Day 4: April 10, 2018, 10pm
Last night, we heard our neighbor’s dogs barking, and thought they may have caught a whiff of a nearby snow leopard. Today, we checked the locations of the four cats we’re tracking right now, and it turns out one of them, Nachin Devee, or M13, passed by less than 300 meters from our ger just before midnight!
The polite thing to do in the Gobi when you’re near someone else’s ger is to stop by for a cup of tea and some chit-chat. Our cat unfortunately doesn’t seem to value these traditions, and chose to silently pass by. Still, it’s a pretty exciting thing to wake up to!
It’s also a reminder that it’s time to set snares! The prep work is done. Collars and equipment are ready, and there are clearly snow leopards nearby. “Operation Catching Cats” can begin (that‘s what I secretly call it – Gustaf and Örjan are too focused to come up with corny catchphrases).
After breakfast, we head to a nearby valley where we‘ve found lots of snow leopard signs in the days before: Scrape marks, paw prints, and unmistakeable stains from where a cat peed on a rock to mark its presence. Snow leopards love the steep, rocky cliffs that flank the valley, but when they want to cross to the other side of the range, they have to pass here – and it seems that they can‘t resist leaving their marks on the way.
This makes the valley a the perfect place to capture and collar cats. In addition, it’s also very safe. Up in the cliffs, the terrain is much too steep. A snow leopard could injure itself after we release it, as it will be slightly shaky on its feet for a minute or so as the drugs wear off. Down here, on the other hand, nothing can happen to the cat; and once it‘s regained its footing, it can disappear into the mountains with its brand-new GPS collar.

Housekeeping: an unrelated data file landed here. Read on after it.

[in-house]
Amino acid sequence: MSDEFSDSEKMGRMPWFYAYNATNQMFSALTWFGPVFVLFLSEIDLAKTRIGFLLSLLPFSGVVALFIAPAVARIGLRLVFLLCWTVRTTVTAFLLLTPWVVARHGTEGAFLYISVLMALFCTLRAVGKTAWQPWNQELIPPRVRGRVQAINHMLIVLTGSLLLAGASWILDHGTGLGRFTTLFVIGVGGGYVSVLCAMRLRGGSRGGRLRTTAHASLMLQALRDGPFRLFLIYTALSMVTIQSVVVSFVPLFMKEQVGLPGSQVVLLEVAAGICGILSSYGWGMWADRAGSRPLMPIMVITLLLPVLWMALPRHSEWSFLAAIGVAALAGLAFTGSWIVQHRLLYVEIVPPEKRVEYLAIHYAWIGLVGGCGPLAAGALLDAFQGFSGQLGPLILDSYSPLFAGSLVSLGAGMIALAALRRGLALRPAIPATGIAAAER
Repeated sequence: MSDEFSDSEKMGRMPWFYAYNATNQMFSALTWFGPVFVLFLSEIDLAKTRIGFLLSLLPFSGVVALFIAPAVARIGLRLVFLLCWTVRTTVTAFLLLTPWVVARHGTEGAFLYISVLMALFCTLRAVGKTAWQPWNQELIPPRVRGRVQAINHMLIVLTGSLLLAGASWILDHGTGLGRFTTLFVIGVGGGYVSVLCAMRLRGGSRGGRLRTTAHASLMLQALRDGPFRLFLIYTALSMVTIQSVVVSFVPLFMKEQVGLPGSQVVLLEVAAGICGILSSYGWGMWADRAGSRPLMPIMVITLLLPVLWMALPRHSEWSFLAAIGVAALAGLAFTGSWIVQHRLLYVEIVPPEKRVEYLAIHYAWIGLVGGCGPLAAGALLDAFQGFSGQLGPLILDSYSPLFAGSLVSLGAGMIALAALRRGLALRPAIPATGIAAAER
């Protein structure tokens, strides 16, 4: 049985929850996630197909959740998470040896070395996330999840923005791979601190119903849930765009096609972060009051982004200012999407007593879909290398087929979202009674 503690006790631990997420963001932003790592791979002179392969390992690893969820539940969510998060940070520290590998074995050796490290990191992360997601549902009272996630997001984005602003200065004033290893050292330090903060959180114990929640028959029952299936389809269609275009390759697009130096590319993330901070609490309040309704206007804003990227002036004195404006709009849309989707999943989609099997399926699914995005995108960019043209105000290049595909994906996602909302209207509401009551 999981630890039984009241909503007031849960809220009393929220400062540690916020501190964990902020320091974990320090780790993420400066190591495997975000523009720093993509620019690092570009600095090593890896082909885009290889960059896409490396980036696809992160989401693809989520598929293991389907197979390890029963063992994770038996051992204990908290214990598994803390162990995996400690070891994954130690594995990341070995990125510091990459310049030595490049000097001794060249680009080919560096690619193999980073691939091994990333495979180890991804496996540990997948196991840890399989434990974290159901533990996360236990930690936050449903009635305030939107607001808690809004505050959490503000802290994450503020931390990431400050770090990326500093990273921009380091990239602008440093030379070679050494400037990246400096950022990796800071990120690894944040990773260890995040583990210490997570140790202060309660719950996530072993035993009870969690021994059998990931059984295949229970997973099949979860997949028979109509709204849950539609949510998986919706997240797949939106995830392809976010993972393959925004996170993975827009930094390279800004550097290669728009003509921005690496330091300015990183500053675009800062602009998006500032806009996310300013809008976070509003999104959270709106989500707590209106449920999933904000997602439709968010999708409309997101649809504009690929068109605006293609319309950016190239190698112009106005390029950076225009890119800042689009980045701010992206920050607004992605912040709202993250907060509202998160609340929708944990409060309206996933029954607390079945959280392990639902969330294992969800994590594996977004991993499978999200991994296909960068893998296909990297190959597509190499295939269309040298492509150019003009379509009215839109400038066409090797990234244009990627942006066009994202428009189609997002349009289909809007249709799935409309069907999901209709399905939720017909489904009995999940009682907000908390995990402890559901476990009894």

Gustaf and Örjan have trapped in this valley before, so they know the best spots from afar. I‘m slowly getting the hang of it as well (at least I like to think so): snow leopards love to mark, sniff and rub against pointy, sharp rocks, preferably about 3 feet from the ground. We find fresh marks in several places, and identify three particularly promising ones to set our first snares.
First, Örjan deduces where the cat is most likely to set its paw when it marks or sniffs. That‘s where the snare will go. Then, he digs a hole, maybe 6 inches deep and a foot wide. In there goes a piece of foam, which will be the soft base for the snare‘s trigger. The trigger, when stepped upon, releases a throw arm, which pulls the steel rope up and around the cat‘s leg. It‘s not very tight, and it has enough wiggle room to ensure the cat doesn‘t hurt itself – but it‘s tight enough to trap the animal. When the snare is sprung, a magnet is pulled out of a transmitter, which sends a signal to camp and lets us know it‘s time to get out of bed and go put a collar on the cat!
Örjan and Gustaf take about half an hour to build the snare, then spend about the same amount of time concealing it. They strategically place pointy rocks and thorny bushes near and around the snare, while the snare itself – or rather the trigger – is covered by invitingly smooth pebbles. The hope, of course, is to entice the cat to place its paw right on the money.
We build three snares, then head back to camp to do some data analysis and – in my case – writing.
Field researchers @JohanssOrjan and @GSamelius took a moment while they were preparing to collar #snowleopards in #Mongolia to record a brief message of thanks to all snow leopard supporters around the world! Check it out here! #conservation #research pic.twitter.com/ZEBP6bgqXp
— Snow Leopard Trust (@snowleopards) May 1, 2018
We also talk about the reasons why we do this work. Supporters and concerned cat lovers frequently ask us why collaring snow leopards is necessary, and whether it puts the cats at risk. These are fair and important questions which we‘re asking ourselves regularly as well.